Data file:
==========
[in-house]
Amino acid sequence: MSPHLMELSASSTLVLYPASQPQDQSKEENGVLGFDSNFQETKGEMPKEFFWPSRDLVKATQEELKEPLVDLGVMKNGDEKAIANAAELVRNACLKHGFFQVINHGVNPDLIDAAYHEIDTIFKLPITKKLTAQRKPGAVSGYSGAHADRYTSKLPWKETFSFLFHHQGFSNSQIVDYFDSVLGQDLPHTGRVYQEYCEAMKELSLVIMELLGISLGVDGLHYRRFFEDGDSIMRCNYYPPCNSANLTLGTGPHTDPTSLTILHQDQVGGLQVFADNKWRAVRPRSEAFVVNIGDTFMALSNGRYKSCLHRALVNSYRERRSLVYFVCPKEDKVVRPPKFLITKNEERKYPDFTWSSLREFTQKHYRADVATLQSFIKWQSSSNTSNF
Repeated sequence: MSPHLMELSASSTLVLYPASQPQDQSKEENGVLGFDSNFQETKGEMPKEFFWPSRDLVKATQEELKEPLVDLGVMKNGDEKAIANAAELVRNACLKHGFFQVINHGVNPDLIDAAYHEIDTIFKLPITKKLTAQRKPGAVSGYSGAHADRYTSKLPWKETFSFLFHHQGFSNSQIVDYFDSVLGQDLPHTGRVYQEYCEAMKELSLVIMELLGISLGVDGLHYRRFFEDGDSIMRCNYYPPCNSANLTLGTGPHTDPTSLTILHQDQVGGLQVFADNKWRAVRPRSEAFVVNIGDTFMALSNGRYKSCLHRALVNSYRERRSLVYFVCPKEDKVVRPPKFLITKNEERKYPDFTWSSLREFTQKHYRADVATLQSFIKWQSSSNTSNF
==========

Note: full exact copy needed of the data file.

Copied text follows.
[in-house]
Amino acid sequence: MSPHLMELSASSTLVLYPASQPQDQSKEENGVLGFDSNFQETKGEMPKEFFWPSRDLVKATQEELKEPLVDLGVMKNGDEKAIANAAELVRNACLKHGFFQVINHGVNPDLIDAAYHEIDTIFKLPITKKLTAQRKPGAVSGYSGAHADRYTSKLPWKETFSFLFHHQGFSNSQIVDYFDSVLGQDLPHTGRVYQEYCEAMKELSLVIMELLGISLGVDGLHYRRFFEDGDSIMRCNYYPPCNSANLTLGTGPHTDPTSLTILHQDQVGGLQVFADNKWRAVRPRSEAFVVNIGDTFMALSNGRYKSCLHRALVNSYRERRSLVYFVCPKEDKVVRPPKFLITKNEERKYPDFTWSSLREFTQKHYRADVATLQSFIKWQSSSNTSNF
Repeated sequence: MSPHLMELSASSTLVLYPASQPQDQSKEENGVLGFDSNFQETKGEMPKEFFWPSRDLVKATQEELKEPLVDLGVMKNGDEKAIANAAELVRNACLKHGFFQVINHGVNPDLIDAAYHEIDTIFKLPITKKLTAQRKPGAVSGYSGAHADRYTSKLPWKETFSFLFHHQGFSNSQIVDYFDSVLGQDLPHTGRVYQEYCEAMKELSLVIMELLGISLGVDGLHYRRFFEDGDSIMRCNYYPPCNSANLTLGTGPHTDPTSLTILHQDQVGGLQVFADNKWRAVRPRSEAFVVNIGDTFMALSNGRYKSCLHRALVNSYRERRSLVYFVCPKEDKVVRPPKFLITKNEERKYPDFTWSSLREFTQKHYRADVATLQSFIKWQSSSNTSNF